Vern has a simple secondhand computer desk in dark wood. It's not what I usually think of as a computer desk -- you know, one of those more modular things that has various drawers and shelves and cubbyholes specifically designed to hold computer equipment. Instead, it's more like a console table with a shallow drawer for the keyboard. Vern's actually got two of them. He explains to Kenny that they're going to cut down the legs and push them together to make a large square coffee table. He says he got them at Goodwill for $50 -- I think he means together, not each. They're going to prime them and paint them white. Vern places the jigsaw for his first cut, and Kenny asks, "You've used that before?" Vern: "What, this trick?" Kenny: "No, that tool in your hand." Vern: "Still have all my fingers!" Which is more than can be said of both my father and his father -- digital amputations by lawn mower and grain thresher, respectively. Safety first, kids.
Amy Wynn in explaining what Gen plans for the bottom half of the fireplace "feature." They're covering the face of the fireplace and the TV opening and the mantel, as well as the side of the "feature" that projects out from the wall at various angles. Gen says it's gonna be like they're building cabinetry along the whole lower half of the thing.
Vern finishes sawing the legs. Kenny slaps a level on top of the table.
Birgette asks if they're going to paint the wood, or "just leave it wood." Gen has an attack of designer vapours: "We don't paint wood. We don't paint wood." No, on this show we just buy cheap wood, do a crudtastic job of staining it, applying several coats of stain like it's paint, and not bothering with sanding between coats. 'Cause that gives a much better result than painting it. Yeesh. Gen says that the wood will be dark to really contrast with the light colours in the room. I'm not liking the idea of the purple paints with dark wood. She says they're also building a coffee table out of the same type of wood. Amy Wynn says that the coffee table's design will mirror that of the "cabinetry," and that in the centre of the table, there'll be an opening for a little "prize basket."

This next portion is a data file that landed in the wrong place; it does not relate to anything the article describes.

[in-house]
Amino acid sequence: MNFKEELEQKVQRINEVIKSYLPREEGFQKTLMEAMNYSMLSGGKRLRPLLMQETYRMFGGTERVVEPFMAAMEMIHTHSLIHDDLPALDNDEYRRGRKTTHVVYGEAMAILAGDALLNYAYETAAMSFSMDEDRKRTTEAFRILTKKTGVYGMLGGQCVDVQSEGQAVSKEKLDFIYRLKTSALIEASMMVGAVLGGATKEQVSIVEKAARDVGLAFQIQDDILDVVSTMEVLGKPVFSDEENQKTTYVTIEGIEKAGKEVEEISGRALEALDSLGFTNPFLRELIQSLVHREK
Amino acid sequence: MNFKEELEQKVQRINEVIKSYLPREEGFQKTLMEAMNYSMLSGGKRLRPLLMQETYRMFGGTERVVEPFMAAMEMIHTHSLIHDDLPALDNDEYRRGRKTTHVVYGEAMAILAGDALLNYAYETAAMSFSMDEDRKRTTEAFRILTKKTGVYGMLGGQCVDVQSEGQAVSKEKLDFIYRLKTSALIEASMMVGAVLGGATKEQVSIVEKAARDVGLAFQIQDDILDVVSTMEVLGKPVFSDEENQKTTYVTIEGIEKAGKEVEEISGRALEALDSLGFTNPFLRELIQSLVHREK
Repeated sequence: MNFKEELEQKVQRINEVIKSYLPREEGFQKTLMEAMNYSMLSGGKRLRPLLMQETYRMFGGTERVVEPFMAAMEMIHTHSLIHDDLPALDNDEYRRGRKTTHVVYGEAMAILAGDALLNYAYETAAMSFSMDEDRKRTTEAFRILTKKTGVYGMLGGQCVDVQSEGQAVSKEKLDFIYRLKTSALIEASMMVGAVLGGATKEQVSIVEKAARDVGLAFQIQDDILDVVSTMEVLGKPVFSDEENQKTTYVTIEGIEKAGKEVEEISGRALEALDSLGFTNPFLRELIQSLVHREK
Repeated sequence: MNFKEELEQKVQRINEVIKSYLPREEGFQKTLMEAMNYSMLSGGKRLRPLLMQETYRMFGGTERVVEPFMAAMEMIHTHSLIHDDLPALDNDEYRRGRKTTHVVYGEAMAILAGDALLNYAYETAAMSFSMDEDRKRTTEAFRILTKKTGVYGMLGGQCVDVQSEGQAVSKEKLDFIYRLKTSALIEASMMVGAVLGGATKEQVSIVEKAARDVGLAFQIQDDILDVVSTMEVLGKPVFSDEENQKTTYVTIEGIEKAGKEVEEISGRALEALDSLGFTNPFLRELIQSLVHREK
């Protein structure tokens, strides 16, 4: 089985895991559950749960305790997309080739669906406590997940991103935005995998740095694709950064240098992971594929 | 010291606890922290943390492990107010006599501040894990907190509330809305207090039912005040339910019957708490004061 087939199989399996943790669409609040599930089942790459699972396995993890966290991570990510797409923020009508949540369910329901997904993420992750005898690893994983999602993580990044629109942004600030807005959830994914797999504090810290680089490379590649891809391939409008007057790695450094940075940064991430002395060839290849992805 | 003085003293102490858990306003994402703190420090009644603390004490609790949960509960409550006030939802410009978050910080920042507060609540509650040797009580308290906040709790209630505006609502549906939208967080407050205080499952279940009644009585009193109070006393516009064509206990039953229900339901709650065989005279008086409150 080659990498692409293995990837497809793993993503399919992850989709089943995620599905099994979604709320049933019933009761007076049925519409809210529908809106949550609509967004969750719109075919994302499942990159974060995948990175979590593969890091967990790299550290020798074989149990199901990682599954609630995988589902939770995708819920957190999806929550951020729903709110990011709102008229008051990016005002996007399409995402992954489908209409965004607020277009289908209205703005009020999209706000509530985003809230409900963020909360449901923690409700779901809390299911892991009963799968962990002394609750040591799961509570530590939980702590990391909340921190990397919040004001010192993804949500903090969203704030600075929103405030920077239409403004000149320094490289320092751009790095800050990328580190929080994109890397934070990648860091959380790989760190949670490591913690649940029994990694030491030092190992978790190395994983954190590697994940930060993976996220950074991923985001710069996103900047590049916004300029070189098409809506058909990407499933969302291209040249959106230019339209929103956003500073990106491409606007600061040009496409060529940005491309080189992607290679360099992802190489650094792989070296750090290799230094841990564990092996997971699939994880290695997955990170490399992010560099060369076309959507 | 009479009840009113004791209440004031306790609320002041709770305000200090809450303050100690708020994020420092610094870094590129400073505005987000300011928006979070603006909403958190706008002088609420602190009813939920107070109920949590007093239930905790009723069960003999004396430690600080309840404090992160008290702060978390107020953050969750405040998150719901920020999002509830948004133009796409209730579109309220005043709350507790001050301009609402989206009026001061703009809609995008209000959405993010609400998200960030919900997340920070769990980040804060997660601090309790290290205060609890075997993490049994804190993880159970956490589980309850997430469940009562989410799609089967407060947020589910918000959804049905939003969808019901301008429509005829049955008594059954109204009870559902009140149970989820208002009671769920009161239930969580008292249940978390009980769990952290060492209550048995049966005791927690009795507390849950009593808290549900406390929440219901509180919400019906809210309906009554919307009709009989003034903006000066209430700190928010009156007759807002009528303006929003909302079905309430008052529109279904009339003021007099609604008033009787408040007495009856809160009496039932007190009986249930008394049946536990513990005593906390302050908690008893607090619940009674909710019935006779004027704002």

Vern and Samm start marking off the lines for the stripes.
Birgette and Kirk are up on the plant shelves, painting them purple. The tall top shelf is the lighter purple; the next one down is the darker purple. Well, the two purples at least go together, although I'm really not nuts about calling even more attention to the shelves. Gen asks whether the colour is freaking them out. Kirk claims that they're warming up to it. Gen says it's really beautiful. She reminds them that when you're painting, the room is naked, and it's never that bare afterward; there are always other things that soften and balance it. That's a good point. I think that's why a lot of people end up with wimpy colours on their walls: they look at a strong colour and think they could never deal with that much red or whatever, but forget that there's going to be furniture and pictures and shelves and mirrors and fixtures and whatnot in front of it, and that there won't be nearly so much of it. Gen likes the way Birgette is lolling in the area on the top shelf. Birgette says that they should make it into a cubbyhole area. I'm not sure what for. Gen's guess: "Like a couch?" I don't think that was what Birgette was thinking, from her intrigued reaction, but Gen thinks it's an awesome idea. She wants to put some pillows up there. She likes that there are little high windows on the wall directly opposite it. Because it's too much trouble to water plants up there, but it's definitely not too much trouble to use it as a seating area. What. Ever. Gen asks her: "You're a sewer, right?" Birgette says that she can sew but not thread a bobbin. How the heck do you sew without being able to do that? Gen says she might have some homework for Birgette.